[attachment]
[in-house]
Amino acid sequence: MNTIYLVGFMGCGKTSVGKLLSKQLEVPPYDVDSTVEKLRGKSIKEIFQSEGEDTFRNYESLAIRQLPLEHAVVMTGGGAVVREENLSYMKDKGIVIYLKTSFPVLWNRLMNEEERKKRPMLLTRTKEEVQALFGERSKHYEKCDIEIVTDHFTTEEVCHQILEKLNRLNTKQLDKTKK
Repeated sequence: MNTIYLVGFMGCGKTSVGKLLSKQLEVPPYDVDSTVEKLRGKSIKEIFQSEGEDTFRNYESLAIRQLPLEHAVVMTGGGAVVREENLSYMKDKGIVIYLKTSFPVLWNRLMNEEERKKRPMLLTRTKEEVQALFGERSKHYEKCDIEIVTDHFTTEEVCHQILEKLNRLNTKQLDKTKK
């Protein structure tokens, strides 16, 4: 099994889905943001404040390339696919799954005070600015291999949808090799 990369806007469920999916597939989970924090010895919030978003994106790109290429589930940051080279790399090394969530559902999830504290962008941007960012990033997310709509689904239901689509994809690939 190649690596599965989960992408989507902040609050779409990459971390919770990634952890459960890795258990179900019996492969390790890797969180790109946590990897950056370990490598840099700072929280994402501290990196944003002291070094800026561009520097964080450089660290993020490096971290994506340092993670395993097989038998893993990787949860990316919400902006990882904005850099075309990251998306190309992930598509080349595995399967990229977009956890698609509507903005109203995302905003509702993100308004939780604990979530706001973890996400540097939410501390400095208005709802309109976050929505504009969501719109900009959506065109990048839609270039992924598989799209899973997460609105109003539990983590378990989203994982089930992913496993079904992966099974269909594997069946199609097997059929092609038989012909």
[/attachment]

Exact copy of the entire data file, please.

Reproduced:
[in-house]
Amino acid sequence: MNTIYLVGFMGCGKTSVGKLLSKQLEVPPYDVDSTVEKLRGKSIKEIFQSEGEDTFRNYESLAIRQLPLEHAVVMTGGGAVVREENLSYMKDKGIVIYLKTSFPVLWNRLMNEEERKKRPMLLTRTKEEVQALFGERSKHYEKCDIEIVTDHFTTEEVCHQILEKLNRLNTKQLDKTKK
Repeated sequence: MNTIYLVGFMGCGKTSVGKLLSKQLEVPPYDVDSTVEKLRGKSIKEIFQSEGEDTFRNYESLAIRQLPLEHAVVMTGGGAVVREENLSYMKDKGIVIYLKTSFPVLWNRLMNEEERKKRPMLLTRTKEEVQALFGERSKHYEKCDIEIVTDHFTTEEVCHQILEKLNRLNTKQLDKTKK
């Protein structure tokens, strides 16, 4: 099994889905943001404040390339696919799954005070600015291999949808090799 990369806007469920999916597939989970924090010895919030978003994106790109290429589930940051080279790399090394969530559902999830504290962008941007960012990033997310709509689904239901689509994809690939 190649690596599965989960992408989507902040609050779409990459971390919770990634952890459960890795258990179900019996492969390790890797969180790109946590990897950056370990490598840099700072929280994402501290990196944003002291070094800026561009520097964080450089660290993020490096971290994506340092993670395993097989038998893993990787949860990316919400902006990882904005850099075309990251998306190309992930598509080349595995399967990229977009956890698609509507903005109203995302905003509702993100308004939780604990979530706001973890996400540097939410501390400095208005709802309109976050929505504009969501719109900009959506065109990048839609270039992924598989799209899973997460609105109003539990983590378990989203994982089930992913496993079904992966099974269909594997069946199609097997059929092609038989012909």